Martin Phipps
Cllr Martin Phipps

July 2023 was the hottest month on record. In Southern Europe, there were wildfires near Athens in Greece and in Rhodes, Switzerland, Croatia and the Spanish Canary Island of La Palma with temperatures in some places in the mid-40s.

While global temperatures soar and the UN Secretary-General has said we are in an era of “global boiling”, Rishi Sunak has just approved hundreds of new gas and oil licences.

You might think that Labour, the official opposition, would oppose this and the Tory race to “cut the green crap”. It seems an obvious position to take, given the deteriorating state of the climate, that building onshore wind is the cheapest way to generate electricity and that mass insulation is the best way to lower heating bills and reduce household emissions –  but you would be wrong.

 Labour have said they will not revoke the gas and oil licences. They’ve also said they can’t commit to their already-too-small green investment plans, as they need to stick to their fiscal rules. Never mind that the cost of inaction on the climate emergency comes with staggering environmental, human and financial costs.

It’s not just nationally that Labour is siding with the Tories on fuelling the climate crisis. Here in Sheffield, Labour is well known for the tree-felling saga when thousands of healthy street trees were felled unnecessarily and against residents’ wishes by a Labour majority council.

What Sheffield Labour may not be as well known for is their politicking on transport. Labour say they want better public transport, walking and cycling. But when it comes to it, they tried to axe schemes that improve bus times and reliability. They campaigned against low-traffic neighbourhoods and red routes. At a South Yorkshire level, they failed to attract funding for bus improvement plans that were so unambitious they aimed for a reduction in passengers even if successful. And Labour repeatedly voted against investigating a workplace parking levy that would fund millions of pounds for public and active transport each year.

Whether it’s in Sheffield or Westminster, it’s clear that only the Green Party will act on the climate emergency.


Martin Phipps, Green councillor for City ward

Sheffield Green Party

AngelaArgenzio-Broomhill and Sharrow-Vale

There is a lot of misunderstanding – not least from Star contributors and journalists themselves – about how Sheffield has been governed for the past year. After the successful referendum to abolish the anti-democratic “strong leader” or cabinet system where only 10 Councillors made all the decisions, in May 2022 Sheffield moved to a committee system, where all Councillors have a say.


There were then negotiations between the three largest parties resulting in a joint administration of Labour, the Lib Dems and the Green Party, with power shared proportionately by each, based on their respective number of councillors (39 Labour, 29 Lib Dem, 14 Green).


The Conservative and the one independent Councillor were not part of this agreement and not part of the administration. 

Graph showing the Councillors on Sheffield City Council

A politically proportionate committee system – with no Party currently having a majority on any committee – has meant for better policy to be made on a more transparent and consensual basis. Yes, there are things to be improved upon: there needs to be more engagement with local communities, experts and groups impacted by policies. However, the committee system is something to be strengthened and developed. It allows politicians to concentrate on common goals rather than argue about what they disagree on, especially at a time of tough financial challenges.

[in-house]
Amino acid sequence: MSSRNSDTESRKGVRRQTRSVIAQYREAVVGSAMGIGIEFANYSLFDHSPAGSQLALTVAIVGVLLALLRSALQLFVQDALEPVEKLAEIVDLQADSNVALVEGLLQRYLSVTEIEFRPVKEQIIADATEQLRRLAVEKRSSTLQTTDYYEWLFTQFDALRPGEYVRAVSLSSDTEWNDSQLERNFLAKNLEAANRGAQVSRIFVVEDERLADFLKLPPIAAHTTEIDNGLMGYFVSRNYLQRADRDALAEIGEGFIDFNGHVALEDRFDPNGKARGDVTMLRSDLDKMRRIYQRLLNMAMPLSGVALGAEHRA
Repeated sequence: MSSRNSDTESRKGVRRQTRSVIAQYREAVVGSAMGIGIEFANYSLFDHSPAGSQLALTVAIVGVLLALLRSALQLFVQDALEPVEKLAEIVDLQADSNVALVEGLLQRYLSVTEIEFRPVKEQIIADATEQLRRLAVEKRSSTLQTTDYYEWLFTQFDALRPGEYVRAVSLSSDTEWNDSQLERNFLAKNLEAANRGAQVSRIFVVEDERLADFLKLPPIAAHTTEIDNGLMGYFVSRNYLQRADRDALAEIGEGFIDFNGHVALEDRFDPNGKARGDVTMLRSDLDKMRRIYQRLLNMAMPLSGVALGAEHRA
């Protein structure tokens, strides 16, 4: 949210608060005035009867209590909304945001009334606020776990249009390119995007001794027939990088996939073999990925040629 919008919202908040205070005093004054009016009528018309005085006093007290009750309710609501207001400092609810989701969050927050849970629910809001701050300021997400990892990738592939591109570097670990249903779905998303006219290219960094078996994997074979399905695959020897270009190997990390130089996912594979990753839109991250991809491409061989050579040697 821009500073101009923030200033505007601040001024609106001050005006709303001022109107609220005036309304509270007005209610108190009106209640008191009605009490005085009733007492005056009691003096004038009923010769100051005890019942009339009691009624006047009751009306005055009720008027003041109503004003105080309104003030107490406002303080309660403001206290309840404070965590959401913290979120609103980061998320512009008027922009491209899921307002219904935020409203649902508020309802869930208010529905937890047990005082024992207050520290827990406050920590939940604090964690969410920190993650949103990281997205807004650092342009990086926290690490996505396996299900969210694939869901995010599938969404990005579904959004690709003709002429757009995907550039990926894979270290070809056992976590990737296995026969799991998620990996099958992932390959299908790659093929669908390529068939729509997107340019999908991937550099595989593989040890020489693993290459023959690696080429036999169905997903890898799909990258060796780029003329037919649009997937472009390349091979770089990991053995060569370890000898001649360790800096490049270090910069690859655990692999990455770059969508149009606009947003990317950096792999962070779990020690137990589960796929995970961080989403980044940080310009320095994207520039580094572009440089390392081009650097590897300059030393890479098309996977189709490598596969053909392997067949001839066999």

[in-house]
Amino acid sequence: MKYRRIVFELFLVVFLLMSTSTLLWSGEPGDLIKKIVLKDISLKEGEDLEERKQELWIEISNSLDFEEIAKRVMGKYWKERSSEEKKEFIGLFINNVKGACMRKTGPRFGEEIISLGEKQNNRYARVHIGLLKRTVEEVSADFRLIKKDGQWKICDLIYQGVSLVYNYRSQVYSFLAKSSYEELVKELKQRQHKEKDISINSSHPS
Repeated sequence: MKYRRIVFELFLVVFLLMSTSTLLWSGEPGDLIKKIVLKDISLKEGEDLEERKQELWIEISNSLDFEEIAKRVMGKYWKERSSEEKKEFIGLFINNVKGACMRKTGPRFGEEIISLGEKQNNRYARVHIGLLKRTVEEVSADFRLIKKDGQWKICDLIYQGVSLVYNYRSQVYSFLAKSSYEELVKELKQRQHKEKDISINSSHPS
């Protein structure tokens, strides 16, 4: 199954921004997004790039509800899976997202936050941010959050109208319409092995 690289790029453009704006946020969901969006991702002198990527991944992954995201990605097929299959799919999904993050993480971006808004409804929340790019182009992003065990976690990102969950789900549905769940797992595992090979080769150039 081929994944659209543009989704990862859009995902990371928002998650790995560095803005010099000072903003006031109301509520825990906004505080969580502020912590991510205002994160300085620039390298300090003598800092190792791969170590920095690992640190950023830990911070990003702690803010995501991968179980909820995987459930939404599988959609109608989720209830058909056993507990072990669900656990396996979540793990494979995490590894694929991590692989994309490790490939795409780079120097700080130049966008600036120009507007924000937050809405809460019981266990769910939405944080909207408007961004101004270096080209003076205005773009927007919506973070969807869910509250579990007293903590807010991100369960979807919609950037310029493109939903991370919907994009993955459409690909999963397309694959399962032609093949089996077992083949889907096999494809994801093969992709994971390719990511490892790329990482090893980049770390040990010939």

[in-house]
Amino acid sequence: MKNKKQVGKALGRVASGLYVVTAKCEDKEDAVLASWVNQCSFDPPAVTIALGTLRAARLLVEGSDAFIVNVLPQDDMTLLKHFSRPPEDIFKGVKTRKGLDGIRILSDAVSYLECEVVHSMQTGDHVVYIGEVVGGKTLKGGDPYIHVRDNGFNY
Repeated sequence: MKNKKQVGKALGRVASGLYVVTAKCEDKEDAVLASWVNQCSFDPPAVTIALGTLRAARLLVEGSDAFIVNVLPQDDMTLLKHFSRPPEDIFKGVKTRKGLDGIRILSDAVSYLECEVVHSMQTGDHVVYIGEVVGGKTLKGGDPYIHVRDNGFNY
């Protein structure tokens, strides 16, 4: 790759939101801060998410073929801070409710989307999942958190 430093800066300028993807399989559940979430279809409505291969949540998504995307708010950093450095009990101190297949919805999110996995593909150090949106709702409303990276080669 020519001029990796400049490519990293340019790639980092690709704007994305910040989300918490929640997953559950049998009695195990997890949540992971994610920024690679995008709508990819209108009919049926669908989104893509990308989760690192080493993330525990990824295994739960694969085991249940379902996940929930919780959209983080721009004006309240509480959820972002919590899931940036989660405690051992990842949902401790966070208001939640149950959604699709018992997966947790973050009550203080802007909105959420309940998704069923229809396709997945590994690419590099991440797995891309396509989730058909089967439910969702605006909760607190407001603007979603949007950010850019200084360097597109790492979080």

The biggest threat to the committee system and to a Council which makes good decisions would be a Labour majority in the current local elections. The recent deselection of their candidate for Broomhill and Sharrow Vale for comments they made “about the need for reform, greater accountability and transparency at the council off the back of the Sheffield tree inquiry“* is a warning that the current Sheffield Labour leadership has no intention of learning the lessons of the Tree Dispute.


Cllr Angela Argenzio

Green Party Councillor for Broomhill and Sharrow Vale


*Sheffield Star 6th April.

Find out about your election candidates here.

RuthMersereau-City TobyMallinson Hillsborough PeterGilbert-Ecclesall PaulTurpin-Gleadless Valley
AshRouth-Walkley AngelaArgenzio-Broomhill and Sharrow-Vale BevNennett-Nether Edge and Sharrow

Dear Editor

G Shepherd makes some very good points about the sad state of the Labour Party. (Star letters 4th April)  I think they would be far more at home in the Green Party. 

We have been proud to support striking workers campaigning for a fair wage. 

We demand not only that the NHS is protected and safeguarded from privatisation, but that the Government funds it properly so we can once again be proud of our health service. 

We believe in freedom of speech and openness and certainly wouldn’t ban candidates from watching a film. I presume they were talking about “Oh Jeremy Corbyn:the big lie.”

Sheffield Greens have recently joined the Sheffield Coalition Against Israeli Apartheid and have no qualms about speaking out against the injustice the Palestinian people are facing.

G Shepherd does not mention the Lowcock Report on the tree dispute which showed how untrustworthy some of our Labour politicians are.   

G Shepherd would be most welcome to join us in the Green Party! 

Dylan Lewis-Creser

Green Party Candidate for Fulwood


G Shepherds letter is below. (it does not appear to be on the Star website)

Goodbye to Labour letter from G Shepherd

Find out about your election candidates here.

RuthMersereau-City TobyMallinson Hillsborough PeterGilbert-Ecclesall PaulTurpin-Gleadless Valley
AshRouth-Walkley AngelaArgenzio-Broomhill and Sharrow-Vale BevNennett-Nether Edge and Sharrow